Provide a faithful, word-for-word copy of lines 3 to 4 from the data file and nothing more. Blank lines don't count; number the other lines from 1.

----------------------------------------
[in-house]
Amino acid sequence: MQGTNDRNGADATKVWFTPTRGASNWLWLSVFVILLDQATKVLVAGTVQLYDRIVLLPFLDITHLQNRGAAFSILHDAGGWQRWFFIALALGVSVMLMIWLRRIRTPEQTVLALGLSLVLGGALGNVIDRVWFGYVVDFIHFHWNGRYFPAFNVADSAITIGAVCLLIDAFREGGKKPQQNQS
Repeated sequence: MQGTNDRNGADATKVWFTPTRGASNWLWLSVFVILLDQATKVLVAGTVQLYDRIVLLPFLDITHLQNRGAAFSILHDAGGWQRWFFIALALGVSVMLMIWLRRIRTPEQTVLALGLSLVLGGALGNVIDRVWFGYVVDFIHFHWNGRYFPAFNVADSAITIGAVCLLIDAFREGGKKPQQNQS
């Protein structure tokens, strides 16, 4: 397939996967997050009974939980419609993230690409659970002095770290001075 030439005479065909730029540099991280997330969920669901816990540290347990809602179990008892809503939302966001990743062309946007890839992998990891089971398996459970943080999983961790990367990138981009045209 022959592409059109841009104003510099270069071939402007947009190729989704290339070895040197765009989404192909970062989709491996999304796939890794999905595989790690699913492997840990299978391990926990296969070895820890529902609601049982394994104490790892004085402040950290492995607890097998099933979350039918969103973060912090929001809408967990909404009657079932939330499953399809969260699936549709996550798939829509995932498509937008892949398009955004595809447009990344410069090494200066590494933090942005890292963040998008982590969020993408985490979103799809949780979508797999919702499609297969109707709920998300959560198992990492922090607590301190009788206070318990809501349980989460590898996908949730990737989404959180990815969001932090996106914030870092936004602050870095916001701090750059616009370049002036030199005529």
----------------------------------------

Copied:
Repeated sequence: MQGTNDRNGADATKVWFTPTRGASNWLWLSVFVILLDQATKVLVAGTVQLYDRIVLLPFLDITHLQNRGAAFSILHDAGGWQRWFFIALALGVSVMLMIWLRRIRTPEQTVLALGLSLVLGGALGNVIDRVWFGYVVDFIHFHWNGRYFPAFNVADSAITIGAVCLLIDAFREGGKKPQQNQS
């Protein structure tokens, strides 16, 4: 397939996967997050009974939980419609993230690409659970002095770290001075 030439005479065909730029540099991280997330969920669901816990540290347990809602179990008892809503939302966001990743062309946007890839992998990891089971398996459970943080999983961790990367990138981009045209 022959592409059109841009104003510099270069071939402007947009190729989704290339070895040197765009989404192909970062989709491996999304796939890794999905595989790690699913492997840990299978391990926990296969070895820890529902609601049982394994104490790892004085402040950290492995607890097998099933979350039918969103973060912090929001809408967990909404009657079932939330499953399809969260699936549709996550798939829509995932498509937008892949398009955004595809447009990344410069090494200066590494933090942005890292963040998008982590969020993408985490979103799809949780979508797999919702499609297969109707709920998300959560198992990492922090607590301190009788206070318990809501349980989460590898996908949730990737989404959180990815969001932090996106914030870092936004602050870095916001701090750059616009370049002036030199005529």